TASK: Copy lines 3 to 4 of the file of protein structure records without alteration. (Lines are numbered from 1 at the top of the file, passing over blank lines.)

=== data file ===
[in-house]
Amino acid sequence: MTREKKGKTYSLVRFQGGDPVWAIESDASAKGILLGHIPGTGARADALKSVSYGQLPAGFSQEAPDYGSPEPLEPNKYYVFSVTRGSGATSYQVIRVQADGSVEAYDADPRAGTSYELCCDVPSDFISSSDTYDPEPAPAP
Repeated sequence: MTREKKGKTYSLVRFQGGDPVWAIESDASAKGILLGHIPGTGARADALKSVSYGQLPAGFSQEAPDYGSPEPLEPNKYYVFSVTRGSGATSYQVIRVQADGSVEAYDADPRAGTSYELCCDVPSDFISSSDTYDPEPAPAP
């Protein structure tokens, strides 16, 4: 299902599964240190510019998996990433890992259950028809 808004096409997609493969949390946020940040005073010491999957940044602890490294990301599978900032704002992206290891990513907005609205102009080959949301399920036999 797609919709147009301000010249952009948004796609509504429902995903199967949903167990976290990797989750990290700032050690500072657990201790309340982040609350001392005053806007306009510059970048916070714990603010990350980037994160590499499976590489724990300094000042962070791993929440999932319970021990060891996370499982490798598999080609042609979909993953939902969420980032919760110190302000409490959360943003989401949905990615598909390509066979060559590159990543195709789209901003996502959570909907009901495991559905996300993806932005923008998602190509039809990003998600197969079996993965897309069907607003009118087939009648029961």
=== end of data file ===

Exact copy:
Repeated sequence: MTREKKGKTYSLVRFQGGDPVWAIESDASAKGILLGHIPGTGARADALKSVSYGQLPAGFSQEAPDYGSPEPLEPNKYYVFSVTRGSGATSYQVIRVQADGSVEAYDADPRAGTSYELCCDVPSDFISSSDTYDPEPAPAP
């Protein structure tokens, strides 16, 4: 299902599964240190510019998996990433890992259950028809 808004096409997609493969949390946020940040005073010491999957940044602890490294990301599978900032704002992206290891990513907005609205102009080959949301399920036999 797609919709147009301000010249952009948004796609509504429902995903199967949903167990976290990797989750990290700032050690500072657990201790309340982040609350001392005053806007306009510059970048916070714990603010990350980037994160590499499976590489724990300094000042962070791993929440999932319970021990060891996370499982490798598999080609042609979909993953939902969420980032919760110190302000409490959360943003989401949905990615598909390509066979060559590159990543195709789209901003996502959570909907009901495991559905996300993806932005923008998602190509039809990003998600197969079996993965897309069907607003009118087939009648029961």